The imaginative extension of Willards Farm has created a delightful and humane family home, Jeremy Musson reports. hotographs by Paul Highnam.
The older farmhouses scattered across rural, deeply wooded areas on the Surrey and Sussex border have lost nothing of their appeal in the 21st century. Willards Farm, near Dunsfold, has recently been subject to sympathetic renovation and substantial extension. At its core, the house is a four-bay, 16th-century timber-frame house of two storeys, under a clay-tile roof, with a substantial off-centre chimney stack. It occupies an elevated site and was extended to its northern end in the 1930s and to the south in the 1980s. The latest works, completed in 2019, were imaginatively designed by architect Stuart Martin for a young family.
These new additions celebrate the famous domestic vernacular tradition of this district in two different ways. Firstly, the timber-frame original has been sensitively renovated and enhanced; secondly, new reception rooms and accommodation have been created to the north and west, representing an artistic response to the traditional vernacular of timber, brick, clay tile and modelled forms. At the clients’ request, local people were used wherever possible in the construction work; the principal contractors, Brickfield Construction, are from nearby Fernhurst and many of the craftspeople employed on the interiors come from the area.
Mr Martin studied architecture at the University of Nottingham and first worked for conservation specialist Jeremy Benson (1925–99) of Benson and Bryant, a leading figure in the Society for the Protection of Ancient Buildings (SPAB). Mr Martin founded his award-winning practice, based near Evershot in Dorset, in 1996, and has made a name for himself creating well-designed houses in both the Classical and vernacular traditions. Chitcombe House, Dorset, a country house designed by him (Country Life, September 6, 2017), exemplifies an imaginative response to both the Classical tradition and the courtyard form.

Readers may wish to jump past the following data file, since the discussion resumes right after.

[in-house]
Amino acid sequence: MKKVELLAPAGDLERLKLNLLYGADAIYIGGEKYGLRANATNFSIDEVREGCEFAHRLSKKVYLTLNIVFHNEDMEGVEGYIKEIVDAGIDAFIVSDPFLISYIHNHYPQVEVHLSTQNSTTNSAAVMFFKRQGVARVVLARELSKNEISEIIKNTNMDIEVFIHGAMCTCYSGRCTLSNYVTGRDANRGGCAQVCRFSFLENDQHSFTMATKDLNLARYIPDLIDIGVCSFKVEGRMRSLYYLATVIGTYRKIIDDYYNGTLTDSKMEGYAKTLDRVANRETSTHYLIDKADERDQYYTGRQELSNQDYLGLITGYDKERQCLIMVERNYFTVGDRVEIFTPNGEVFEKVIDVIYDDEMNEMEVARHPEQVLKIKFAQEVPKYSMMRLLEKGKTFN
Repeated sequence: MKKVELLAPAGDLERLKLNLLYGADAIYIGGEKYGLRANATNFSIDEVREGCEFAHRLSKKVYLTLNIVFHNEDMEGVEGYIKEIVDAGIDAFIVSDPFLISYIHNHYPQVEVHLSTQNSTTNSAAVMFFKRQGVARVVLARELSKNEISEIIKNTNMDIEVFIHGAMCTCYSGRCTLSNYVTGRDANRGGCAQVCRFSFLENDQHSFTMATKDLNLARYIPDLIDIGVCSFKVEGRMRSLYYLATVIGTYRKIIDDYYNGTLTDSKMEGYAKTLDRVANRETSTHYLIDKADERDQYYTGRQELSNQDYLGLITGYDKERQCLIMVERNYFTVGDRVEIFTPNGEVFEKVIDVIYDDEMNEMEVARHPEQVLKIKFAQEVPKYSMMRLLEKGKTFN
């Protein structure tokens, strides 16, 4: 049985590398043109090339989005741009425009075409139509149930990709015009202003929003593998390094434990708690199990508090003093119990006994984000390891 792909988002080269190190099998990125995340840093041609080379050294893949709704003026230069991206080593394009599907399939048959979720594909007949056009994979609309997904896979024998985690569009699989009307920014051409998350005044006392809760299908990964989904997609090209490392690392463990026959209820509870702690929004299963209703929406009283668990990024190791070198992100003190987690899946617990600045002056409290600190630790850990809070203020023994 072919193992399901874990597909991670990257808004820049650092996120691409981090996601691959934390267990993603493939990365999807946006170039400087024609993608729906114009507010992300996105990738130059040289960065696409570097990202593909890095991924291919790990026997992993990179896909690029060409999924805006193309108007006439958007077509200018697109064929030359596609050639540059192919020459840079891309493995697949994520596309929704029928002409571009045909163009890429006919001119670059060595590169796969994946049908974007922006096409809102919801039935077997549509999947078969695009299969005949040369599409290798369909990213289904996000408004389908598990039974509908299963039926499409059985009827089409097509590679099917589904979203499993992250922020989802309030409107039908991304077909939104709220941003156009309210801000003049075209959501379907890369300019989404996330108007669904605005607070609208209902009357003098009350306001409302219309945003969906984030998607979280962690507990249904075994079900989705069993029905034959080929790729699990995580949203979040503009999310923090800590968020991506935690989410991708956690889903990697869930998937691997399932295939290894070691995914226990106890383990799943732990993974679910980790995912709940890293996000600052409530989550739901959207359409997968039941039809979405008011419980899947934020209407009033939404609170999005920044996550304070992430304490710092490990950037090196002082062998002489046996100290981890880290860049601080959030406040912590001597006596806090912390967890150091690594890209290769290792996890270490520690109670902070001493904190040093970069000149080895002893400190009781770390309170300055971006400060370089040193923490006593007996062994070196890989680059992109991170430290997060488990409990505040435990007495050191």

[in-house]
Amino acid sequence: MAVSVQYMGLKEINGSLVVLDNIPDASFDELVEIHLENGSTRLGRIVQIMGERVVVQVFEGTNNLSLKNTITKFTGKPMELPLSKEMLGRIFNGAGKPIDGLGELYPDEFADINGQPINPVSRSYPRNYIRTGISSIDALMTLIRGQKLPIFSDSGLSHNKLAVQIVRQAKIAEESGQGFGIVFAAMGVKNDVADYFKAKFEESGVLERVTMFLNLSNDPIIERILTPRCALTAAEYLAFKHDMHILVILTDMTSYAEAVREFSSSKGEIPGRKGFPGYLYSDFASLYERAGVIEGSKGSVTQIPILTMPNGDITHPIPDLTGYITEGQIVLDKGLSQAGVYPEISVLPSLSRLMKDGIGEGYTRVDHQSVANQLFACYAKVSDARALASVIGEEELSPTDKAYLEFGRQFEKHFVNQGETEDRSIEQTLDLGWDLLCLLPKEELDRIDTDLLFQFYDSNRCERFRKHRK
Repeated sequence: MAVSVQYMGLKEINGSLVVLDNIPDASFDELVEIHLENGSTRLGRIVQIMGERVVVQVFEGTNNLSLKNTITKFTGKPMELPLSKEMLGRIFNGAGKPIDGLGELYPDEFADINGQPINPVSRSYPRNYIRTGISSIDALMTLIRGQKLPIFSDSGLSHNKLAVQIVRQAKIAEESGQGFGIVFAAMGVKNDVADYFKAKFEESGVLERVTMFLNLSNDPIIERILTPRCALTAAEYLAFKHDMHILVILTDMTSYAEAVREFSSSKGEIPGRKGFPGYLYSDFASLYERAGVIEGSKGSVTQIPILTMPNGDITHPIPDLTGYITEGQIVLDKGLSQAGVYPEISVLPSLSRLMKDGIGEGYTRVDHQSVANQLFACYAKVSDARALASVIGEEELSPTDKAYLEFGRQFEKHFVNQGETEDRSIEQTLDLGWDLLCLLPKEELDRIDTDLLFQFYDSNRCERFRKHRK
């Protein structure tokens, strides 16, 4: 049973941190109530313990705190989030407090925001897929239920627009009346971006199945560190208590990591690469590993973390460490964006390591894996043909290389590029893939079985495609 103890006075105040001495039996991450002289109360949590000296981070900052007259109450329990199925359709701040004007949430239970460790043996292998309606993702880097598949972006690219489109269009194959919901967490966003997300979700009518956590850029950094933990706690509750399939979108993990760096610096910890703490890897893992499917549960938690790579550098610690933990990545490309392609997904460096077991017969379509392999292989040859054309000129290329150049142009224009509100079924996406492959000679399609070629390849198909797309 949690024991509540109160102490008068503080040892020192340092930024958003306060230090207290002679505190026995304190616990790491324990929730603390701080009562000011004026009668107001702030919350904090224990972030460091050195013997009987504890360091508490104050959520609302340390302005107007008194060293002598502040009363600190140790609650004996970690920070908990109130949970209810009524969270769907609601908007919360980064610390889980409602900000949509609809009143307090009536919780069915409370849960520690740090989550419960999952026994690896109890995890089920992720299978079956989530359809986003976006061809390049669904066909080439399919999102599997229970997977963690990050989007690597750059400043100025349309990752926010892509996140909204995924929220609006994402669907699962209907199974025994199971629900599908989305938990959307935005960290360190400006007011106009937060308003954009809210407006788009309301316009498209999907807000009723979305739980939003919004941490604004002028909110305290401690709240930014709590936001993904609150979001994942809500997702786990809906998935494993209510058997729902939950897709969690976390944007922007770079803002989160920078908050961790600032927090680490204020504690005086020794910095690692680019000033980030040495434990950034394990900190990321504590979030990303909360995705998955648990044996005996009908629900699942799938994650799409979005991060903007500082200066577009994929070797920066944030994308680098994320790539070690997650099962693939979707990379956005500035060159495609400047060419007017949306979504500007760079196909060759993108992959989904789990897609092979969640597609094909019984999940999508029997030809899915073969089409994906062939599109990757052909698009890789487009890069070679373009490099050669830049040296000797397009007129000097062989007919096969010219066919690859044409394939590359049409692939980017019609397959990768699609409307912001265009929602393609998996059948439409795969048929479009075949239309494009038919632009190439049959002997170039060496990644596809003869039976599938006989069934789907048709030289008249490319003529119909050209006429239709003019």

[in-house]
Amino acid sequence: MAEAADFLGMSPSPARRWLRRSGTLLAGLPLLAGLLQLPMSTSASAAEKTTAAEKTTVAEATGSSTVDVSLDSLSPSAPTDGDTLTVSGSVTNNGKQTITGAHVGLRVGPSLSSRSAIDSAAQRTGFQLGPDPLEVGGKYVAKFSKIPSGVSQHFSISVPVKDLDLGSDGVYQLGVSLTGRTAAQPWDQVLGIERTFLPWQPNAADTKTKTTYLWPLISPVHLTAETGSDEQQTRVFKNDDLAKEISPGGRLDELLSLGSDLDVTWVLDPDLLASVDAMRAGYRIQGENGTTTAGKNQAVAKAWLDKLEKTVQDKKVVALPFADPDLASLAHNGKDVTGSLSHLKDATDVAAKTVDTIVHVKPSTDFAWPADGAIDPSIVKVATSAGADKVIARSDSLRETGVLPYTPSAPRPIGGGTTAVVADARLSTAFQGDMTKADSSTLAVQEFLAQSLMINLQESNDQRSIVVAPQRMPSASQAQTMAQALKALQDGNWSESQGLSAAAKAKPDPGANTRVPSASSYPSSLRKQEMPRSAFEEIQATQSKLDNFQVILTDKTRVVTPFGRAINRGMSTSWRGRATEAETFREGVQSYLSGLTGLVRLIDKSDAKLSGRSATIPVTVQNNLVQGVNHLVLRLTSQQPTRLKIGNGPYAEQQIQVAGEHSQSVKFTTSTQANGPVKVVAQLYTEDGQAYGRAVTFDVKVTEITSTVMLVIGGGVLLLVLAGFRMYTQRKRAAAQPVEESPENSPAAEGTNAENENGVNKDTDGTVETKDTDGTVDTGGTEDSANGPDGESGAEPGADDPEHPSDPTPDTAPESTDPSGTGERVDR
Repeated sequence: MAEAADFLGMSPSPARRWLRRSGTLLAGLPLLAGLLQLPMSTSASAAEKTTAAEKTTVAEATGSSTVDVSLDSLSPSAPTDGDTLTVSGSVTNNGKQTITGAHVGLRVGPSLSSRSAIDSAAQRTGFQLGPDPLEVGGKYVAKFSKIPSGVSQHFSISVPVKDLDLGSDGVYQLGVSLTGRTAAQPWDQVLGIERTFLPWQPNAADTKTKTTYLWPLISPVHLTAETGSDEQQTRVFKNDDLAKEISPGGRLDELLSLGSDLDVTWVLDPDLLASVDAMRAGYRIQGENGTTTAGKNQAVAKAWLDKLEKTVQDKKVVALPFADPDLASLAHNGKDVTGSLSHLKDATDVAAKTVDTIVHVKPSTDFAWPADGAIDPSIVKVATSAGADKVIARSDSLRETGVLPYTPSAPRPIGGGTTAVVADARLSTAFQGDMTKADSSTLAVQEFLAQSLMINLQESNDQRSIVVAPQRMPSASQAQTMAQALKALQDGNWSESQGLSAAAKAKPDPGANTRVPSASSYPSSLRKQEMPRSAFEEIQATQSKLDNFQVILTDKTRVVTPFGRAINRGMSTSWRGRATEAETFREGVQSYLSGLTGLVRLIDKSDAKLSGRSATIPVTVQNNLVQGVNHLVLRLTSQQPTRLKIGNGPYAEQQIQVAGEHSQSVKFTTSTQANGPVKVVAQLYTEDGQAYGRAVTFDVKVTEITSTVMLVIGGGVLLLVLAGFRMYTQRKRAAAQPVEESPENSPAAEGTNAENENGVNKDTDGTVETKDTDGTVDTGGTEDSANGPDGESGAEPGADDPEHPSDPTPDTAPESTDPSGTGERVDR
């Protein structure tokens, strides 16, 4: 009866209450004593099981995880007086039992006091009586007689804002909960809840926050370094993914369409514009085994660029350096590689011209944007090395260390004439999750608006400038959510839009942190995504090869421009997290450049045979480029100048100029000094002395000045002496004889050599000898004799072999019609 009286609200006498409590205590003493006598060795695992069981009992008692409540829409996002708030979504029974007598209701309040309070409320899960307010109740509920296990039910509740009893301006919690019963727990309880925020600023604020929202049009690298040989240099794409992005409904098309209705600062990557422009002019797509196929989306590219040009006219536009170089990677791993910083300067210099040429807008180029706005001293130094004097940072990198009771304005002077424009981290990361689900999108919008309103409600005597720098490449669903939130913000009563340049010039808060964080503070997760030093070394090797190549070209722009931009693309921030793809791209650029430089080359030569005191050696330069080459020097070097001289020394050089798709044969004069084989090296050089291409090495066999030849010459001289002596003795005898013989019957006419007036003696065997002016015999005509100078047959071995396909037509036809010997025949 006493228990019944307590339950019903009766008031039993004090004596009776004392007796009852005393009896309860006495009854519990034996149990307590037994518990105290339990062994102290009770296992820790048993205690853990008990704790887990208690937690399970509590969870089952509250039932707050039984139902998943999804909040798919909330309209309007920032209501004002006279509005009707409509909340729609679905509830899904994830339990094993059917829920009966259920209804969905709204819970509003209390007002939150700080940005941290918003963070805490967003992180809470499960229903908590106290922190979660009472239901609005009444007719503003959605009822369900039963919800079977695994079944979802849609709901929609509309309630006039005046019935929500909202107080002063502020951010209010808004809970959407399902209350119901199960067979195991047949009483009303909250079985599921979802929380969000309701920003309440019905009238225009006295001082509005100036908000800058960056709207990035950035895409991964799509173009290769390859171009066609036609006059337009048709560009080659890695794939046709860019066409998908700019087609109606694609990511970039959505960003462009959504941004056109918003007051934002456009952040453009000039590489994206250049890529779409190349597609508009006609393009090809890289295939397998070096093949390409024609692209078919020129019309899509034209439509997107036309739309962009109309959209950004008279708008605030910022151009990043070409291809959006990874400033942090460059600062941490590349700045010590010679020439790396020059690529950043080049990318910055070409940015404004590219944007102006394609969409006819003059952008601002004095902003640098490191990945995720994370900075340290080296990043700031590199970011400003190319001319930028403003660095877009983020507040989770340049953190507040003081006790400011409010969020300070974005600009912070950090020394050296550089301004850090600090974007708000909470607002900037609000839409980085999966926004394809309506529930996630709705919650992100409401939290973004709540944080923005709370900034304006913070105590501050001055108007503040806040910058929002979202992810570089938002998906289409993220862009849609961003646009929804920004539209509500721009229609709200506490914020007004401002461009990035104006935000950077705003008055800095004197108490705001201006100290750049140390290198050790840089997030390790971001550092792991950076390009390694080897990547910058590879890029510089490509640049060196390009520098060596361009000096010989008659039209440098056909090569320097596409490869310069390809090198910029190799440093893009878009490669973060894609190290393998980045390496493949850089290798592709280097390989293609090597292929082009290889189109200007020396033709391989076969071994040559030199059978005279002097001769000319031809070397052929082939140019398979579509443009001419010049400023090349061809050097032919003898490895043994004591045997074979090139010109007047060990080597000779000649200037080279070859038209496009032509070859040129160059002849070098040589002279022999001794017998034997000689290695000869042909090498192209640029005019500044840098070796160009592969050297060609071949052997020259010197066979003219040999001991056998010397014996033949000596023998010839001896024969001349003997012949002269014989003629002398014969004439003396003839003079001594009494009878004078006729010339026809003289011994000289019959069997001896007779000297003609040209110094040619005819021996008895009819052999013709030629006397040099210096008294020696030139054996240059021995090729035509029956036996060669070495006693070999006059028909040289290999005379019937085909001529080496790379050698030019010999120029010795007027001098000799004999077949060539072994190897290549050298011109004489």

Mr Martin is also on the architectural advisory panel of The Lutyens Trust, which promotes research and understanding into the work of Sir Edwin Lutyens. It is not difficult to see the work at Willards as a 21st-century response to the great architect’s work, which is unsurprising, as Lutyens grew up in the area, gaining inspiration from these kinds of farmhouse and barn groups. The new work at Willards is both a reflection and a concentration of the house’s original character. It remains a picturesque house of Surrey vernacular charm — framed by oaks and the typical rolling wooded landscape of this area — but with a memorable new dimension.